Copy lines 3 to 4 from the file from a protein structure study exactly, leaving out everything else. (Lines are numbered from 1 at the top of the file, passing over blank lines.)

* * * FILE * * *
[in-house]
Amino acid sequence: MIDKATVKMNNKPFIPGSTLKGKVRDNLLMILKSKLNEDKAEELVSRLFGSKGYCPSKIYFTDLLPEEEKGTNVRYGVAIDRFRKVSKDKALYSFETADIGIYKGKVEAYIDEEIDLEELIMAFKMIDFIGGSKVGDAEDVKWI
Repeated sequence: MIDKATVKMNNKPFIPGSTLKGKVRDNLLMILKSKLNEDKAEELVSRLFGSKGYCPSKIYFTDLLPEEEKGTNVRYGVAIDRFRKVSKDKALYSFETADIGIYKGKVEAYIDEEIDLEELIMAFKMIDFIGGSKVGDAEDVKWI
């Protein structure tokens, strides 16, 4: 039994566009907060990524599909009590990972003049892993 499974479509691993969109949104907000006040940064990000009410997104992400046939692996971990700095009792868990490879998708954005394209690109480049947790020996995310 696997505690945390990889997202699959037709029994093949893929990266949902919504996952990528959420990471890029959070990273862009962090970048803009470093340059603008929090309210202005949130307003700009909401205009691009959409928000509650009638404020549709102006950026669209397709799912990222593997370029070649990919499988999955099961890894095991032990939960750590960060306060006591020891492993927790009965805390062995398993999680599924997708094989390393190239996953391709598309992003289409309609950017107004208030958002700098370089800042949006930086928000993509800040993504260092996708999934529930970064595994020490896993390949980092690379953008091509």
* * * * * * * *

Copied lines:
Repeated sequence: MIDKATVKMNNKPFIPGSTLKGKVRDNLLMILKSKLNEDKAEELVSRLFGSKGYCPSKIYFTDLLPEEEKGTNVRYGVAIDRFRKVSKDKALYSFETADIGIYKGKVEAYIDEEIDLEELIMAFKMIDFIGGSKVGDAEDVKWI
């Protein structure tokens, strides 16, 4: 039994566009907060990524599909009590990972003049892993 499974479509691993969109949104907000006040940064990000009410997104992400046939692996971990700095009792868990490879998708954005394209690109480049947790020996995310 696997505690945390990889997202699959037709029994093949893929990266949902919504996952990528959420990471890029959070990273862009962090970048803009470093340059603008929090309210202005949130307003700009909401205009691009959409928000509650009638404020549709102006950026669209397709799912990222593997370029070649990919499988999955099961890894095991032990939960750590960060306060006591020891492993927790009965805390062995398993999680599924997708094989390393190239996953391709598309992003289409309609950017107004208030958002700098370089800042949006930086928000993509800040993504260092996708999934529930970064595994020490896993390949980092690379953008091509």